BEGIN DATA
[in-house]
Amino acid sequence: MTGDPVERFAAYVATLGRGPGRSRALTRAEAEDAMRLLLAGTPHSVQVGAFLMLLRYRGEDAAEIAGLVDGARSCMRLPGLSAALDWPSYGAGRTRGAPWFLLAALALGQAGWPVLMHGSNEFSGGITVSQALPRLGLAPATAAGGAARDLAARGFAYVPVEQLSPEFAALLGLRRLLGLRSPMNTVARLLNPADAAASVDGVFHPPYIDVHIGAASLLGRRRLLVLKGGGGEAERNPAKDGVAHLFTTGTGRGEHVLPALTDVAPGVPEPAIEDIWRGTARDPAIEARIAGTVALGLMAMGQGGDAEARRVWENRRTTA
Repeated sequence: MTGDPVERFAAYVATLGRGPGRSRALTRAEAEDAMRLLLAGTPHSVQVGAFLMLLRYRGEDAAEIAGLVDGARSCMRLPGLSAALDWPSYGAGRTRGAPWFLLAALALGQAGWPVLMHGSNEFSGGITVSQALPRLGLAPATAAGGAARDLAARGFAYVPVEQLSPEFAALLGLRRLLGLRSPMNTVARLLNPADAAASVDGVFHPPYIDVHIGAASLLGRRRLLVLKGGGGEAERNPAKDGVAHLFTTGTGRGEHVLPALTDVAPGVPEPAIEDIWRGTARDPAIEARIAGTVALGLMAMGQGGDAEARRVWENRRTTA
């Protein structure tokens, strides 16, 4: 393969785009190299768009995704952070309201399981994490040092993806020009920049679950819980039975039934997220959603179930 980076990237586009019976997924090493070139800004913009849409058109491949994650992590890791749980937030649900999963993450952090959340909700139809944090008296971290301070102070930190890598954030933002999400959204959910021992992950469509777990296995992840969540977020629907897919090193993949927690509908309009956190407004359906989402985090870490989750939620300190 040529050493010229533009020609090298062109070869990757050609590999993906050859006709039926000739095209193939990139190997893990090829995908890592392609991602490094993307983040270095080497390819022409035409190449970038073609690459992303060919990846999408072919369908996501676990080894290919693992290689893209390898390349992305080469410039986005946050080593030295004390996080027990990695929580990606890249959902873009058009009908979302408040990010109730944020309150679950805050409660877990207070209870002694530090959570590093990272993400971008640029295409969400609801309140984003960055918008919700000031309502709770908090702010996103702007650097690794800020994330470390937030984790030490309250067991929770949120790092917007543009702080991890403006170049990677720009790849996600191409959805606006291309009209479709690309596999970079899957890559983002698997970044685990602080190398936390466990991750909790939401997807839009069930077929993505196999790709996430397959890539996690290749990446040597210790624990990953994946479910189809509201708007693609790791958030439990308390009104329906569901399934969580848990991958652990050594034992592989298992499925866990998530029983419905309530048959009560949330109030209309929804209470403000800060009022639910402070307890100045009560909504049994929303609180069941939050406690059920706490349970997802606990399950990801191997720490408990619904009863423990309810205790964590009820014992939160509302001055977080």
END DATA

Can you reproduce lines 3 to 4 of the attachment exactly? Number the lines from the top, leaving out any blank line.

Repeated sequence: MTGDPVERFAAYVATLGRGPGRSRALTRAEAEDAMRLLLAGTPHSVQVGAFLMLLRYRGEDAAEIAGLVDGARSCMRLPGLSAALDWPSYGAGRTRGAPWFLLAALALGQAGWPVLMHGSNEFSGGITVSQALPRLGLAPATAAGGAARDLAARGFAYVPVEQLSPEFAALLGLRRLLGLRSPMNTVARLLNPADAAASVDGVFHPPYIDVHIGAASLLGRRRLLVLKGGGGEAERNPAKDGVAHLFTTGTGRGEHVLPALTDVAPGVPEPAIEDIWRGTARDPAIEARIAGTVALGLMAMGQGGDAEARRVWENRRTTA
């Protein structure tokens, strides 16, 4: 393969785009190299768009995704952070309201399981994490040092993806020009920049679950819980039975039934997220959603179930 980076990237586009019976997924090493070139800004913009849409058109491949994650992590890791749980937030649900999963993450952090959340909700139809944090008296971290301070102070930190890598954030933002999400959204959910021992992950469509777990296995992840969540977020629907897919090193993949927690509908309009956190407004359906989402985090870490989750939620300190 040529050493010229533009020609090298062109070869990757050609590999993906050859006709039926000739095209193939990139190997893990090829995908890592392609991602490094993307983040270095080497390819022409035409190449970038073609690459992303060919990846999408072919369908996501676990080894290919693992290689893209390898390349992305080469410039986005946050080593030295004390996080027990990695929580990606890249959902873009058009009908979302408040990010109730944020309150679950805050409660877990207070209870002694530090959570590093990272993400971008640029295409969400609801309140984003960055918008919700000031309502709770908090702010996103702007650097690794800020994330470390937030984790030490309250067991929770949120790092917007543009702080991890403006170049990677720009790849996600191409959805606006291309009209479709690309596999970079899957890559983002698997970044685990602080190398936390466990991750909790939401997807839009069930077929993505196999790709996430397959890539996690290749990446040597210790624990990953994946479910189809509201708007693609790791958030439990308390009104329906569901399934969580848990991958652990050594034992592989298992499925866990998530029983419905309530048959009560949330109030209309929804209470403000800060009022639910402070307890100045009560909504049994929303609180069941939050406690059920706490349970997802606990399950990801191997720490408990619904009863423990309810205790964590009820014992939160509302001055977080």